Former England captain Michael Vaughan thinks too much is being asked of Ben Stokes. The combative all-rounder was among England's better performers during their recent tour of Bangladesh - but Vaughan has warned that Stokes risks burnout if his workload is not eased.
Stokes, 25, was England's man-of-the-match during their 22-run win in the first Test against Bangladesh in Chittagong. But the ex-captain thinks other players need to shoulder some of the burden during England's hectic tour of India, which begins in Rajkot on 9 November.
"The real question [with Stokes] is injury," Vaughan told BT Sport. "We saw in the summer against Pakistan, he missed the two Tests that England lost [at Lord's and The Oval]. The Chittagong Test win was 22 runs ... without Ben Stokes England would have lost.
"Many would say as a captain, did you go to bed at night and not sleep because of the toss or opposing team. No, the one thing that Cook will be saying at night is: 'Please, Ben Stokes, don't get injured' because he's that important to the team."
Vaughan stressed that Stokes is a match-winner and someone opposition teams will be wary of facing. "Stokes has got that ability to get in the opposing team's faces with expertise. Many players have tried to wind up the opposition by being forceful and aggressive without having the game [to back it up] but, with Stokes, you just know, every time he goes to the crease, things are going to happen."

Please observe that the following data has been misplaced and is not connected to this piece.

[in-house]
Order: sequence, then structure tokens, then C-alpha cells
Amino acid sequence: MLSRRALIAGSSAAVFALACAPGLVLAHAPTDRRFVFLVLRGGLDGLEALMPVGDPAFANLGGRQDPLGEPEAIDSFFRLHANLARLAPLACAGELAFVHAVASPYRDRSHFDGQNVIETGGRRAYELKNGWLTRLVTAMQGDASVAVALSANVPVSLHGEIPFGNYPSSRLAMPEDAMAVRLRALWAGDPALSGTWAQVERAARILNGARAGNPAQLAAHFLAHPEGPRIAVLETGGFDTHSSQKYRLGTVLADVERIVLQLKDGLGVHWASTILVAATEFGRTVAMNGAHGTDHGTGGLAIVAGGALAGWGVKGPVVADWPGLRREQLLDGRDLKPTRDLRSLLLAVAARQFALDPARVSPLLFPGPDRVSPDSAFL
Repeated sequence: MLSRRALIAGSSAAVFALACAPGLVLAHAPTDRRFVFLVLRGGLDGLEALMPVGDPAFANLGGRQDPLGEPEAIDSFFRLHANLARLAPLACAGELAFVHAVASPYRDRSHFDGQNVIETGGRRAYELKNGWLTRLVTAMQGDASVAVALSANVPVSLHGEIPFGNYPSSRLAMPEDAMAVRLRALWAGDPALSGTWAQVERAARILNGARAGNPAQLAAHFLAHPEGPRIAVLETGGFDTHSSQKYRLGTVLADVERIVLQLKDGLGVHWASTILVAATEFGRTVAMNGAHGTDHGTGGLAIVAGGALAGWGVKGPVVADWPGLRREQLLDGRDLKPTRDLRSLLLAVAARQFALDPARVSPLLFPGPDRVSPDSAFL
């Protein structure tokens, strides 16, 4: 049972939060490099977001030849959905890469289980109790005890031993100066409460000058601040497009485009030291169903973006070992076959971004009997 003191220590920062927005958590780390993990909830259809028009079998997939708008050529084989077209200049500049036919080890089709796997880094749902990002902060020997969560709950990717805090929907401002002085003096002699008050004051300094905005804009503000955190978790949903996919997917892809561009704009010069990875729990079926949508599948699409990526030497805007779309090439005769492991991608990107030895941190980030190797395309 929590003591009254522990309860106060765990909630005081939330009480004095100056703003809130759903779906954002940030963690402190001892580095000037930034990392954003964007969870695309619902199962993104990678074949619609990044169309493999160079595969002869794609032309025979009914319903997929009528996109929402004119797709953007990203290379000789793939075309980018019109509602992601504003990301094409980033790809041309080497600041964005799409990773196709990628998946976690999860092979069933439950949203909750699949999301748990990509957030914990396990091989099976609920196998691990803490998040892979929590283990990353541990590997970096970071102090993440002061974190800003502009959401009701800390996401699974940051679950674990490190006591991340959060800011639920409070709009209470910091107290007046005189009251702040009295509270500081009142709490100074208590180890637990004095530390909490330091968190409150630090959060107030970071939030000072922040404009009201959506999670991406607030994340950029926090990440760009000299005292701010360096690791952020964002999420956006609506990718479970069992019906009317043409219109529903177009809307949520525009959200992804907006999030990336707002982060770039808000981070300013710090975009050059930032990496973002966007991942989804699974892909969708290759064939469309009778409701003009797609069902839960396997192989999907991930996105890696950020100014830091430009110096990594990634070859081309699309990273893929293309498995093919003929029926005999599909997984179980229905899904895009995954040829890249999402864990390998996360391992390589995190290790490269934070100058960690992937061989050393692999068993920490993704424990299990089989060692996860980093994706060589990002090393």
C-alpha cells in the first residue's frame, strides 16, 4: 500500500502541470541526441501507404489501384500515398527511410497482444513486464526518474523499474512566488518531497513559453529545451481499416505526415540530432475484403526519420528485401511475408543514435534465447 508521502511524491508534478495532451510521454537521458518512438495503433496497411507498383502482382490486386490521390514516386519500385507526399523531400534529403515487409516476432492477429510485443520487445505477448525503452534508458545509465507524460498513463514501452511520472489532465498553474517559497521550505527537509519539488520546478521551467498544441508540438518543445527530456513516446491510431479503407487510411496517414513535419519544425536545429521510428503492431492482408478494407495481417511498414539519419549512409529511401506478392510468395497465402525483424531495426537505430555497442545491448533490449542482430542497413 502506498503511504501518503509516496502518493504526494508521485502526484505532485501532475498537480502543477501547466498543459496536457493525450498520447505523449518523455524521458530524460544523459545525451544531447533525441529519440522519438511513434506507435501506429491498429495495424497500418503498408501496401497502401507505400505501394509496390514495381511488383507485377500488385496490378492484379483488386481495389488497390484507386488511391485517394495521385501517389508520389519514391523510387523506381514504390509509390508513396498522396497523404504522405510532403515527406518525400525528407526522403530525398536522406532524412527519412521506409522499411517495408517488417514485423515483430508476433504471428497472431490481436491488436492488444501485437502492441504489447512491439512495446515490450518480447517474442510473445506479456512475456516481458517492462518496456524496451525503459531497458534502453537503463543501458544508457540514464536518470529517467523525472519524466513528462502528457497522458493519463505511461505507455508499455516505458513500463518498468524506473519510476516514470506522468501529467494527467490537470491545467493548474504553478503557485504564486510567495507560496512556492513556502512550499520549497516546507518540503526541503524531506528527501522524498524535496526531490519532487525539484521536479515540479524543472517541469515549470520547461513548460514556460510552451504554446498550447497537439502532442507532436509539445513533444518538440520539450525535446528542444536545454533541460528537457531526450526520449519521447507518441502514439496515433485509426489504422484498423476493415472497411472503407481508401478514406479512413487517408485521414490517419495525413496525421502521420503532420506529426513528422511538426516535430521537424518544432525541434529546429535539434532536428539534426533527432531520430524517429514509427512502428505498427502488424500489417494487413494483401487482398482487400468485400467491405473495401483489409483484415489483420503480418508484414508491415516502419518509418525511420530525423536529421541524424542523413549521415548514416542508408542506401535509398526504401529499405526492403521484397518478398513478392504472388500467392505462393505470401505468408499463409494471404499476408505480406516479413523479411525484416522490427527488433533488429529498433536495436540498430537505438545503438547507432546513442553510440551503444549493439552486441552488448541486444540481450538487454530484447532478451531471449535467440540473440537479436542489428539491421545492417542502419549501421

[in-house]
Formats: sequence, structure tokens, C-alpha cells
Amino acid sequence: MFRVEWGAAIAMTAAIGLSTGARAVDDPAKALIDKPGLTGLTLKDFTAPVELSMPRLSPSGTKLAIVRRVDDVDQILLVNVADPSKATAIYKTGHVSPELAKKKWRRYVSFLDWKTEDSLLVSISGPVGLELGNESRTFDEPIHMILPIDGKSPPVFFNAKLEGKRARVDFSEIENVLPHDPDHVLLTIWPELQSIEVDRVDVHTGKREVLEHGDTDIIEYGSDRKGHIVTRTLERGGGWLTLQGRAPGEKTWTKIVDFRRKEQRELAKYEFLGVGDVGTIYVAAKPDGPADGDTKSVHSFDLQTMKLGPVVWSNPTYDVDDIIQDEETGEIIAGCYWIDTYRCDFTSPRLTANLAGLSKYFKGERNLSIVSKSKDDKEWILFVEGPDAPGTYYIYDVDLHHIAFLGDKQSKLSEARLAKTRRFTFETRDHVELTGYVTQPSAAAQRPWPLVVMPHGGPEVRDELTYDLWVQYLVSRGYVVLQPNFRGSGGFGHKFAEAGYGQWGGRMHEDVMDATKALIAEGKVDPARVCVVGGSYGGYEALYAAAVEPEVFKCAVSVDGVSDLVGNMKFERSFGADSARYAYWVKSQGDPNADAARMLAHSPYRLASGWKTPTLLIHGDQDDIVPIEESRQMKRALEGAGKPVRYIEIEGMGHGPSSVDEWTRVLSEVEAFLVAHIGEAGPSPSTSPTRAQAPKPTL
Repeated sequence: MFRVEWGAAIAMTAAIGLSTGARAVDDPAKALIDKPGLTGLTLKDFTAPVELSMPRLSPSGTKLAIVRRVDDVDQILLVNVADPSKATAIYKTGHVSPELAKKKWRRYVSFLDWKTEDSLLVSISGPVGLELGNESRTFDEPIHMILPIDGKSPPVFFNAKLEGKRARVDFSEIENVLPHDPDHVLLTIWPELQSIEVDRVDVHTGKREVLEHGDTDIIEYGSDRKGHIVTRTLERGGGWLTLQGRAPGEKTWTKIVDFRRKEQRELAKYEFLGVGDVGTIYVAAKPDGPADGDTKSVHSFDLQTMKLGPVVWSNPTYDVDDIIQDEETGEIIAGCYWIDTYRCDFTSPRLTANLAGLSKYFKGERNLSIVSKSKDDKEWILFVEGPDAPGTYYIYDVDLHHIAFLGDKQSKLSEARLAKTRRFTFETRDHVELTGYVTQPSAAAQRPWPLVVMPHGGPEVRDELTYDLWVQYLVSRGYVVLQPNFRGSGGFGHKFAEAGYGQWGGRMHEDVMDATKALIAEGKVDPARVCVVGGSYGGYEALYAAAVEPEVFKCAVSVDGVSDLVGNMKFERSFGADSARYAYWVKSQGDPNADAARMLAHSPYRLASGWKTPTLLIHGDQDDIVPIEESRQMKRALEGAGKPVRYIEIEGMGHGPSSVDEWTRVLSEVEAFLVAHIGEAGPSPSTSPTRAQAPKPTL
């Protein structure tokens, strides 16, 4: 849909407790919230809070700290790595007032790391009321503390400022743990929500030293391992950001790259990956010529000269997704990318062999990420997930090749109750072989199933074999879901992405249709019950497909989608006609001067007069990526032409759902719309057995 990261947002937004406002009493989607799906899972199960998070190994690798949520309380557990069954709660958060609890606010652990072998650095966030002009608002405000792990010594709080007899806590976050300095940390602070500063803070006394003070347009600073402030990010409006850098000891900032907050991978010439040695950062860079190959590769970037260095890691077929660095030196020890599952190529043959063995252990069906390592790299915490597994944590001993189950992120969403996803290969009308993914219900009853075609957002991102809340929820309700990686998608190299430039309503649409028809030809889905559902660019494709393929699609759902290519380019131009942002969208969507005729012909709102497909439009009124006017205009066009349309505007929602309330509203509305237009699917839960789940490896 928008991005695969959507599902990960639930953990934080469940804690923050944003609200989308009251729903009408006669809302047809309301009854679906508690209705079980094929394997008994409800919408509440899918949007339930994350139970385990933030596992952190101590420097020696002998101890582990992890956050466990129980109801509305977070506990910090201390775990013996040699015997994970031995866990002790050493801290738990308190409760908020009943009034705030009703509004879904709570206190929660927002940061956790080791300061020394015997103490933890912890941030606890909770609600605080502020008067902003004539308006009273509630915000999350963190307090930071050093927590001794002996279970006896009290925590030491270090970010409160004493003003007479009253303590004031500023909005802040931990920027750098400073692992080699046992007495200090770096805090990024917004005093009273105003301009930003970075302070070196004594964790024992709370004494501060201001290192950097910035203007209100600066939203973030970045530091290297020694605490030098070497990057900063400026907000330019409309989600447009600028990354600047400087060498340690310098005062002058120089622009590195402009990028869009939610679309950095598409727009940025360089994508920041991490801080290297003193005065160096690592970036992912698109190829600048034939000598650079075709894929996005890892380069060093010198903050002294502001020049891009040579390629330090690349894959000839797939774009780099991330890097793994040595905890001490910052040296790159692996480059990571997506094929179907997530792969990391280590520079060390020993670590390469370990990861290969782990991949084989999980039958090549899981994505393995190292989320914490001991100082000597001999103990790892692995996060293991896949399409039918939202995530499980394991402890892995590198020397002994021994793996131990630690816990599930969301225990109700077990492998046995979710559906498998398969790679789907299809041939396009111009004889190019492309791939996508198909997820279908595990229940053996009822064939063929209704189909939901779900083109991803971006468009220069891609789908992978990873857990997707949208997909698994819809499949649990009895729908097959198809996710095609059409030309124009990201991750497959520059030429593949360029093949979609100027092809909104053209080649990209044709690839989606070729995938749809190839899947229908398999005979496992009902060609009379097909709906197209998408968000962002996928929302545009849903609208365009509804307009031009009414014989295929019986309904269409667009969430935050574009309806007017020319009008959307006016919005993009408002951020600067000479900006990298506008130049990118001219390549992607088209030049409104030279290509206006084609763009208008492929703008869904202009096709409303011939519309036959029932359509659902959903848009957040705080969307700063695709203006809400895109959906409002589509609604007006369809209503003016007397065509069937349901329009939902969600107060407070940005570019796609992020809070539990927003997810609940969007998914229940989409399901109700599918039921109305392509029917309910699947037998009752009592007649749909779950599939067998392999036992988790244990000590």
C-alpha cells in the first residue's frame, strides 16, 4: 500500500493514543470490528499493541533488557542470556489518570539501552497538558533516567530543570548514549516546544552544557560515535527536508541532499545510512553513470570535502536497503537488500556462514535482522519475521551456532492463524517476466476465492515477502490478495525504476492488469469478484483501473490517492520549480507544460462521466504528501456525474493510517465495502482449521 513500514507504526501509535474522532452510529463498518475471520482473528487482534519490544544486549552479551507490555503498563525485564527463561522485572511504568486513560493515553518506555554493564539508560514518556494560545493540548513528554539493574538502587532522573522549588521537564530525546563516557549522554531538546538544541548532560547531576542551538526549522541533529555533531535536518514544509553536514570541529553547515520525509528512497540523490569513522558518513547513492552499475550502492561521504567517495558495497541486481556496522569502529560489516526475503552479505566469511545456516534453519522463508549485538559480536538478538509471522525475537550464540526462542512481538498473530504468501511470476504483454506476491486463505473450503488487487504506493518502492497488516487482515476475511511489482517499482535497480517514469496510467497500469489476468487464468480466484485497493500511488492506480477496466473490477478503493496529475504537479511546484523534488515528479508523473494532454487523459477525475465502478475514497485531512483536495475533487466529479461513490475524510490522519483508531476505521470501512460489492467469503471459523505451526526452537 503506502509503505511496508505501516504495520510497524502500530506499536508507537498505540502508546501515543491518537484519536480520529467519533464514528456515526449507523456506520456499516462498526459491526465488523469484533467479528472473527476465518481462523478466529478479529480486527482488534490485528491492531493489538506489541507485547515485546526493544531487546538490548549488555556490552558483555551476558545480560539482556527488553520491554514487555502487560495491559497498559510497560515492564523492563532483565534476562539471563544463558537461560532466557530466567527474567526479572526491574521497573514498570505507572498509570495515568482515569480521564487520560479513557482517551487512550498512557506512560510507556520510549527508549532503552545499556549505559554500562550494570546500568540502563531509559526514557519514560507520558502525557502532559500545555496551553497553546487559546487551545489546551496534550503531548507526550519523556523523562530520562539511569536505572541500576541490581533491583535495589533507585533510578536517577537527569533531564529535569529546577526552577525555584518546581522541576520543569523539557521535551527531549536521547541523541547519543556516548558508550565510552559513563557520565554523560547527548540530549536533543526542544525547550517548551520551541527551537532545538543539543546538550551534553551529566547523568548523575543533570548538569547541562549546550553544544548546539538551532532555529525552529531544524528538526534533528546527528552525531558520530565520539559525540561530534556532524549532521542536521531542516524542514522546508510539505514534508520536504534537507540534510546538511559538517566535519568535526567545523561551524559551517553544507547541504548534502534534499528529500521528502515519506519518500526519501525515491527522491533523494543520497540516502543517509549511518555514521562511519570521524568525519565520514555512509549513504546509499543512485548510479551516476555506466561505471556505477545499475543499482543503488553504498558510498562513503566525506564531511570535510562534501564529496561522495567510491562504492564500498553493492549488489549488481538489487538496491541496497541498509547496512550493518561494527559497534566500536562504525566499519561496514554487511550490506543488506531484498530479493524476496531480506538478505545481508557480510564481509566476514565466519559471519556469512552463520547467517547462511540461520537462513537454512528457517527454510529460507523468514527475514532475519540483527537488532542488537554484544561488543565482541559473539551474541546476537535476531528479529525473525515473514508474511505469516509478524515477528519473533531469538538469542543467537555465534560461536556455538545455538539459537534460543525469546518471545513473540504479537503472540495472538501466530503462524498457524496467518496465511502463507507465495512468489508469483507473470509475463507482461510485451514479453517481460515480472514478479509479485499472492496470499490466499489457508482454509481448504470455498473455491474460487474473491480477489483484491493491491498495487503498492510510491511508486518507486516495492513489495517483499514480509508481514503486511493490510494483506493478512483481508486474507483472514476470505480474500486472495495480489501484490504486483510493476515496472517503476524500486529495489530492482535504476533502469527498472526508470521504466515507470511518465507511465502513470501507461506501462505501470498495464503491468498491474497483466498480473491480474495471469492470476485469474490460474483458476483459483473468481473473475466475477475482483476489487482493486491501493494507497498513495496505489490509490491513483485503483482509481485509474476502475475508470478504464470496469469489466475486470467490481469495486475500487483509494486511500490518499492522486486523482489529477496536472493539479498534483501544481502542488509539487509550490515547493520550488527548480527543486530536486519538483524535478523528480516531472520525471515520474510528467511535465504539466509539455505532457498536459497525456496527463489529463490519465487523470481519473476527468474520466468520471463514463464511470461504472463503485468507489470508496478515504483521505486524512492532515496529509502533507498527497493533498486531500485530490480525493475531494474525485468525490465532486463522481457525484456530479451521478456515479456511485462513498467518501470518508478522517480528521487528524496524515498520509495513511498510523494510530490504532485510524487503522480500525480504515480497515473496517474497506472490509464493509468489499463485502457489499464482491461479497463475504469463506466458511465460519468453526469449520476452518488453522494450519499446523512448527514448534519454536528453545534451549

Indeed, Vaughan likened the Durham all-rounder to Sir Ian Botham, who inspired England to numerous memorable victories at the peak of his career. "I think the problem that Alastair [Cook] will have is getting the ball out of his hands. He wants to bowl, he wants to compete - speak to Paul Collingwood, he bowls marathon spells for Durham, 16-17 overs - and he's got that ability to produce magic with the old ball," he shared.
"And even when he's bowled badly, and sprayed the ball all over the place, he's always created opportunities. Beefy Botham took a lot of wickets with long-hops and Ben Stokes is very similar, because he's got that physical presence out in the middle. He does intimidate opposition batsmen, so he will create opportunities."